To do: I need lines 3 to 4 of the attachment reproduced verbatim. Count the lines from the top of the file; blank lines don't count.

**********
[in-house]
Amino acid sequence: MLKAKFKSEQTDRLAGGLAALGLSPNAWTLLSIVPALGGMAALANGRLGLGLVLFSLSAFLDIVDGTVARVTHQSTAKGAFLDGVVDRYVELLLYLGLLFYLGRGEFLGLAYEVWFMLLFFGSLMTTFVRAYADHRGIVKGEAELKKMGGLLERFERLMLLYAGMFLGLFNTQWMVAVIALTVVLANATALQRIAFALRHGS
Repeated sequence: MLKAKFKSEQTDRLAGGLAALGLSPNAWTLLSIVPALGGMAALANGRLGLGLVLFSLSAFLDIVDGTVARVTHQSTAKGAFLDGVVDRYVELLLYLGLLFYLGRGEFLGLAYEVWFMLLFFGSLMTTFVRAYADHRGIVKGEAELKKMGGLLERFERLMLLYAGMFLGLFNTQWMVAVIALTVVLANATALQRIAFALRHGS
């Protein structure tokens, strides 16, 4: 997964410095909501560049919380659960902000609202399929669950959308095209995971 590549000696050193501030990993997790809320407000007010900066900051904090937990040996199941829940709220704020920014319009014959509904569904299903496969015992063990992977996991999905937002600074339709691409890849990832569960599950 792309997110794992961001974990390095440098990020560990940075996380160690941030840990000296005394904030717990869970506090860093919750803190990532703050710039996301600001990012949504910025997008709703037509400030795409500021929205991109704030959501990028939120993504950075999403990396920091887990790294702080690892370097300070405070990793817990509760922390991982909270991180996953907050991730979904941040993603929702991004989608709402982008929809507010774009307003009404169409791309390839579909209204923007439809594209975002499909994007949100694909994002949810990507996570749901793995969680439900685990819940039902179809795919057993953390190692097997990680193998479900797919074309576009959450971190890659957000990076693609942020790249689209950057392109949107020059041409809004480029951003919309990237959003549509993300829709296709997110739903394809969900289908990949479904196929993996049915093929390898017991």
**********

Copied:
Repeated sequence: MLKAKFKSEQTDRLAGGLAALGLSPNAWTLLSIVPALGGMAALANGRLGLGLVLFSLSAFLDIVDGTVARVTHQSTAKGAFLDGVVDRYVELLLYLGLLFYLGRGEFLGLAYEVWFMLLFFGSLMTTFVRAYADHRGIVKGEAELKKMGGLLERFERLMLLYAGMFLGLFNTQWMVAVIALTVVLANATALQRIAFALRHGS
């Protein structure tokens, strides 16, 4: 997964410095909501560049919380659960902000609202399929669950959308095209995971 590549000696050193501030990993997790809320407000007010900066900051904090937990040996199941829940709220704020920014319009014959509904569904299903496969015992063990992977996991999905937002600074339709691409890849990832569960599950 792309997110794992961001974990390095440098990020560990940075996380160690941030840990000296005394904030717990869970506090860093919750803190990532703050710039996301600001990012949504910025997008709703037509400030795409500021929205991109704030959501990028939120993504950075999403990396920091887990790294702080690892370097300070405070990793817990509760922390991982909270991180996953907050991730979904941040993603929702991004989608709402982008929809507010774009307003009404169409791309390839579909209204923007439809594209975002499909994007949100694909994002949810990507996570749901793995969680439900685990819940039902179809795919057993953390190692097997990680193998479900797919074309576009959450971190890659957000990076693609942020790249689209950057392109949107020059041409809004480029951003919309990237959003549509993300829709296709997110739903394809969900289908990949479904196929993996049915093929390898017991």